My social life improved dramatically after this, and I started to notice some things. Improv requires confidence, decisiveness, teamwork, trust, attitude, and drive. As I slowly added these traits to my improv repertoire (And I stress slowly. I was nowhere near complete at any point during my high school league career), they translated into my life. As I made friends, I got a little happier. I still had issues dealing with my life, but I had made it into something I could live with. As the improv experience grew, the life improvements continued to build in the long run, despite inevitable setbacks. I wouldn’t say at this point that I “got it,” but I was certainly in the process.

April 28, 2009, if memory serves, was the final day of existence for ComedySportz Richmond on Staples Mill road. I was crushed. I still needed ComedySportz. I wasn’t done growing into myself yet. I had never been one to show emotion, despite the troubled soul inside, and I still spent hours crying. I’m not sure something has ever made me as upset.

What I didn’t realize, though, was that the damage had been done. For good. (Well, perhaps damage is the wrong word)

Despite my lack of a stage, my confidence still found ways to build. My apathy continued to disappear. My faith in humanity continued to restore. My reliance on my fellow man contined to grow. My outlook on life grew increasingly bright. Why? Because CSZ was, is, and always will be embedded in my brain, my heart, and my soul. ComedySportz gave me a life worth living. It might sound cheesy, but that’s not an exaggeration. In fact, it doesn’t do CSZ enough justice.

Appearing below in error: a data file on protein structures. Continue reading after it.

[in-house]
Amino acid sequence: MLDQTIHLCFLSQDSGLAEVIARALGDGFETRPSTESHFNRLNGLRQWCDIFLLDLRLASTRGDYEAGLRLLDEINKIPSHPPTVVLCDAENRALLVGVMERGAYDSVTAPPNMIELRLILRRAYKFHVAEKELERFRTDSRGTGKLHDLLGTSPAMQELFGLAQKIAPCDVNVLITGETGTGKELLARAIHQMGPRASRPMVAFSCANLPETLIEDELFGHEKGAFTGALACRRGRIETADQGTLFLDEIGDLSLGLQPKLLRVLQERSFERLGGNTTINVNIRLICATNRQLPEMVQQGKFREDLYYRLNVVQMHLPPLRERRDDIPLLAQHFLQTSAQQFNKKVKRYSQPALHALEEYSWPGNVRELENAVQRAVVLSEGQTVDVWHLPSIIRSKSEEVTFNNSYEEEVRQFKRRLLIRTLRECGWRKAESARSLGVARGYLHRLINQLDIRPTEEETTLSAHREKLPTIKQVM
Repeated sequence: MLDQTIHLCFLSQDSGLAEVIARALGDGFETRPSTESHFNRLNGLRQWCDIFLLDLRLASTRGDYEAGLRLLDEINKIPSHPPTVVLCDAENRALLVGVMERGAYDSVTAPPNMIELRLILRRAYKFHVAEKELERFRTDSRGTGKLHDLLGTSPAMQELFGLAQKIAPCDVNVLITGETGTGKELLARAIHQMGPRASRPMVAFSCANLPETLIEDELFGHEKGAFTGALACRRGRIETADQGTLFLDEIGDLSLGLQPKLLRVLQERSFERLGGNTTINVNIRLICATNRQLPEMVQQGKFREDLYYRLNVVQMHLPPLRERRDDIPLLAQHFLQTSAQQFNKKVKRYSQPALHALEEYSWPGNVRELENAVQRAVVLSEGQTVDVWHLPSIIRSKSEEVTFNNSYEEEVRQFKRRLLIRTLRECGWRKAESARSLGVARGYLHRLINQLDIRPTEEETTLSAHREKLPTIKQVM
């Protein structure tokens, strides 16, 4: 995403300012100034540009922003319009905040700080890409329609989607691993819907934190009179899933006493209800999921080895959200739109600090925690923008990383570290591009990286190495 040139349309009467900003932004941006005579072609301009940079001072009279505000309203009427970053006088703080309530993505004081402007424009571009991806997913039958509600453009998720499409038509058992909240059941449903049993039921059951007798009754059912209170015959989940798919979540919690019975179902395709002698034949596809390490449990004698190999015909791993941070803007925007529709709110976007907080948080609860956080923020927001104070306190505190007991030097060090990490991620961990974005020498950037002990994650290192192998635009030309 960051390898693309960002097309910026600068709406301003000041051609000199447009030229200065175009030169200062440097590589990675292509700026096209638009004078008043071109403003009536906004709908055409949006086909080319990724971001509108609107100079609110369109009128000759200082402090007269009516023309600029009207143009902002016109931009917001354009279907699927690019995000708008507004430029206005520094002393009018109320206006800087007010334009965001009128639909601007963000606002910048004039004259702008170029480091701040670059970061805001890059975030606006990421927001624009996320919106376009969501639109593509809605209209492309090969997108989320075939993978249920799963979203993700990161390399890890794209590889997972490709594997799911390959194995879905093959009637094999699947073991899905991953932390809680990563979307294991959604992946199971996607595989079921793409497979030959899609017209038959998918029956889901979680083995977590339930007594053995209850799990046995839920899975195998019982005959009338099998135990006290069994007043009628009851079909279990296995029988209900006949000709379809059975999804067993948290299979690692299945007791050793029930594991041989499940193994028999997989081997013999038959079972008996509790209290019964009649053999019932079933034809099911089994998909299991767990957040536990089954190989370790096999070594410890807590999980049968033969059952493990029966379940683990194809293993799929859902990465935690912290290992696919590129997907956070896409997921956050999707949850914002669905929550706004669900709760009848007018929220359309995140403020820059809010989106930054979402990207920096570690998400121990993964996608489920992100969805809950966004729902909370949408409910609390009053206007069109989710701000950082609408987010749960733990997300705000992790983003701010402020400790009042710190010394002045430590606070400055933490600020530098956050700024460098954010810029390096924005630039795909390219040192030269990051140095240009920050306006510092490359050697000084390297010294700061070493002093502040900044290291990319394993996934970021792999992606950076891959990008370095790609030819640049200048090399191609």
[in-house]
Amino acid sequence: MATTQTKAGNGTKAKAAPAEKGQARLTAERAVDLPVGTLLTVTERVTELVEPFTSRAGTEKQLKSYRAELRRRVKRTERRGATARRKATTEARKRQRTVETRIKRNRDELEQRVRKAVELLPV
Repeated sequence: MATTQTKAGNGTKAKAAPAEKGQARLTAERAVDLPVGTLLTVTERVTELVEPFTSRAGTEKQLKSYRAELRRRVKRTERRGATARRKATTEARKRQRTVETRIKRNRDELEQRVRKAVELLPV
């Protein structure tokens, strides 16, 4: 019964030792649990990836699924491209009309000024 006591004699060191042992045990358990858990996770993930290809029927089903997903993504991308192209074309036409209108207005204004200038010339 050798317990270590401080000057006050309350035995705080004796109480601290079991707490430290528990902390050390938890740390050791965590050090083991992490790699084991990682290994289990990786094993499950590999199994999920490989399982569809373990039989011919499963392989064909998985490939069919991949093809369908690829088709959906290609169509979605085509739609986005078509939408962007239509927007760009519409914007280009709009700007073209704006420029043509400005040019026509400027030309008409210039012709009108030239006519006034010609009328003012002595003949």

In the years between CSZs, I did a few things to pass the time. I ditched my abhorrence for scripted acting and finally got my rear end into some plays. So far, I’ve been part of a school one-act that advanced to regionals, several plays (Including one lead role and another to come this summer), and a couple random open mic nights where I tried to do some stand-up (I don’t think I’m THAT bad at it. Others might disagree).

My name is Glenn Abernathy, and I think I get it.

The new CSZ opened up in Gold’s Gym Plaza in April 2011. As of July 12, 2011, I have been a player in the CSZ Major Leagues. I assist in a lot of the programs designed to teach kids the values of improv and the fun it can bring. I perform on many weekends in the shows I used to hate to watch. I regularly WATCH (and enjoy) the shows I used to hate to watch. I regularly perform in birthday and other child-audience remote shows.

And now, it seems as if I have become the poster boy for CSZ, and how it can make a happy person out of anyone. CSZ Richmond, and everyone involved between 2005 and now, thank you. You saved my life.”